привет from Russia! If you don’t speak Russian, you may have absolutely no clue what I’m saying and are probably wondering, “What does привет mean?” (or something along those lines). As your guide to the gorgeous city of St. Petersburg, let me translate for you. привет means Hello! In case you were wondering, I don’t know any Russian words yet I have been picking up a few words here and there.
Since we don’t speak Russian, the big question is, “why did you go?” Well let’s back track to 1991, when St. Petersburg was still called Leningrad. As my parents traveled Europe, they ended up in Finland to visit friends. They planned to take a cruise from Helsinki to then Leningrad but, as tension built up in Russia, the cruise line made a change of plans and went to Gotland instead . Why? Long story short, history was created and Leningrad became St. Petersburg…and my parents never made it to Russia.
24 years later, my parents life included 2 daughters with the will to travel. Our friends have lived in Russia for the past couple of years and are moving back to the US. This meant that it was our chance to go visit them and the city. As we discovered, St. Petersburg is a large city with many museums, palaces (and other little hidden gems) that are all within walking distance from one another.Now, that doesn’t mean that I recommend walking around the entire city in one day. But, it does mean that taking a few day trips to certain places allows you to see the entire city.
Our trip started with a walk through the summer gardens leading us across a bridge to Peter and Paul’s fortress. Now this fortress was much larger than we anticipated. Luckily it was a bright and sunny day, so we walked around and visited the Cathedral of SS Peter and Paul. Before leaving, we saw the statue of Peter the Great and rubbed his finger for good luck.
Day 2 included a day long adventure of roaming through the Hermitage. Even though we had a long time to enjoy multiple works of art, we still weren’t able to explore the entire building. As interesting as the Hermitage may seem, we needed to take a break. Thus, day 3 was a slow paced day that started with a little market shopping for lunch.
Needless to say that we were never exactly sure what food we bought because everything is written in Russian and only Russian. That’s how one day we bought a couple of cabbage pies thinking we were buying chocolate croissants. Odd, I know, but from the looks we were certain we knew what we were buying.The surprise came the next day as we were looking forward to having them for breakfast.
So back to our shopping, following our meal, we went out on a search to find a wooden bread box and salt and pepper matryoshka shakers. After going through 2 stores, we came across the bread box-made out of birch bark- yet the salt and pepper shakers were nowhere to be found. We quickly rushed back after remembering that we had plans to go for dinner at a Georgian restaurant.
At the restaurant, we enjoyed many courses of traditional food. As we thought that we were too full to eat more, we took a musical break. After singing karaoke, dancing, playing a few instruments and sharing many laughs, we went back to the table for dessert. This fueled us up for our adventure throughout Catherine’s palace the next day.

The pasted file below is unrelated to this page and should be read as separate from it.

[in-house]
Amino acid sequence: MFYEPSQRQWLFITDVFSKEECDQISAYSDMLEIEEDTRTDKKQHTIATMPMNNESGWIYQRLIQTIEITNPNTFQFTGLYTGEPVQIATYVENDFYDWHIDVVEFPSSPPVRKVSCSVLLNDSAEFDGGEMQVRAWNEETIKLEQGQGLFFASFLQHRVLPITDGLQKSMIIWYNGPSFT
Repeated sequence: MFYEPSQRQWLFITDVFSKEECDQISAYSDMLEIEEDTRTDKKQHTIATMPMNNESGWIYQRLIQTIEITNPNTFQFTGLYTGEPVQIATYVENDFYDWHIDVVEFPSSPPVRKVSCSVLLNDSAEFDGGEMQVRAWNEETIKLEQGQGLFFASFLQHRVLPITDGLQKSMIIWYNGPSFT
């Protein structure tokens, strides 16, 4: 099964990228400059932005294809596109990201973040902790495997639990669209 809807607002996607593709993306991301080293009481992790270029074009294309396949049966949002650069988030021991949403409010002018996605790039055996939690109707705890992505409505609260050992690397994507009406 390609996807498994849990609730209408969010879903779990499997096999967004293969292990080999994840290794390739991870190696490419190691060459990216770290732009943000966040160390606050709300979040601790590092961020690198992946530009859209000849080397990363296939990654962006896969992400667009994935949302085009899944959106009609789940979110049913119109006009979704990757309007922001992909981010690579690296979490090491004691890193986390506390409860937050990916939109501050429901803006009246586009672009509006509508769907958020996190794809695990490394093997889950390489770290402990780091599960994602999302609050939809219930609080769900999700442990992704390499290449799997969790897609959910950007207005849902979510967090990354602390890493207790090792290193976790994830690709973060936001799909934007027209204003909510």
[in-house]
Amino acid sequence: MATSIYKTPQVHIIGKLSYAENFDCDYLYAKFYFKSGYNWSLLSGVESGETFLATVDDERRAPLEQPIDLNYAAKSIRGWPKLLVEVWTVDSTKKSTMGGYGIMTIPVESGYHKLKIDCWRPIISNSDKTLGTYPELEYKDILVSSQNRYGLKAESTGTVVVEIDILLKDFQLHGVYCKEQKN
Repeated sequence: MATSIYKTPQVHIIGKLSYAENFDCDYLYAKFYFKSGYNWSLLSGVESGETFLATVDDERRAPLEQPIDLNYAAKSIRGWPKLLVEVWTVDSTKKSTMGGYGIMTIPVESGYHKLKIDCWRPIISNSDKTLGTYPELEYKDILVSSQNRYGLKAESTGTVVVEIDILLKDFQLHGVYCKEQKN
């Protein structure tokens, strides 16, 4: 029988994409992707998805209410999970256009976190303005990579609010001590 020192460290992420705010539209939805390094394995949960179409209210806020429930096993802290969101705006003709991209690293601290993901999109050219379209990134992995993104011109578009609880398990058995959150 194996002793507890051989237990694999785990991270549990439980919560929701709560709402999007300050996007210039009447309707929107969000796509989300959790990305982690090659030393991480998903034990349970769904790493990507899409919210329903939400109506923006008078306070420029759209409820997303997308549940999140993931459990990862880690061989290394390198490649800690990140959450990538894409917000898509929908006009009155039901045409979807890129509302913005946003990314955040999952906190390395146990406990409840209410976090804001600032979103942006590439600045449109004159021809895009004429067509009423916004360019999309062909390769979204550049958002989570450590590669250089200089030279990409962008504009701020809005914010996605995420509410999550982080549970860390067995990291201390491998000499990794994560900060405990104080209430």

As we arrived at the palace, we had to wait in very long lines so decided to split up so we could see the gardens. One group would stay in line while the other group explored until we switched again. Once we entered the beautiful palace,we marveled at all the richness and beauty of the few rooms open to the public but were particularly stunned at one room,the amber room where walls,from top to bottom were covered with all shades of amber! As we exited the palace, we went to the souvenir market that was right next door. Here we found the perfect little matryoshka as well as other little goodies like Faberge eggs pendants and painted wooden spoons and boxes.
Day 5 was another long day because we did quite a bit of walking. We decided to see the inside of the Church of the Spilled Blood and then walk up to the top of St. Isaacs cathedral.
Spilled Blood is such an impressive church because the interior walls and ceilings are made from mosaics that illustrate scenes from the bible. After, we walked towards the cathedral and were just as amazed by the view. Since it was a sunny day with a few clouds, we could see all of St. Petersburg.
Day 6 was our last day to explore yet we weren’t quite sure what to see. We decided to go to the monastery at the end of Nevsky Prospect. We wandered around the grounds and then picked up some homemade bread made there by the monks (it was pretty yummy). Knowing that we still had all day, we went towards St. Nicolas’ cathedral and then started to make our way back with many stops along the way including the famous Mariimsky Ballet theater. When we got home, we were very tired and our feet hurt… a lot. Luckily, dinner was already prepared. We had a borcsh-traditional soup, salmon cakes and other little dishes.
St Petersburg is a city that I definitely recommend. Even though we stayed a week, we didn’t get to see the entire city but we were able to see what we wanted to see without being rushed. Next time I go to Russia (hopefully soon), I would like to visit Moscow and preferably in the winter. You might be thinking I’m crazy for wanting to go during the winter but it’s probably less crowded and it would be a different experience.
Thank you St. Petersburg for such a lovely visit.
-D and S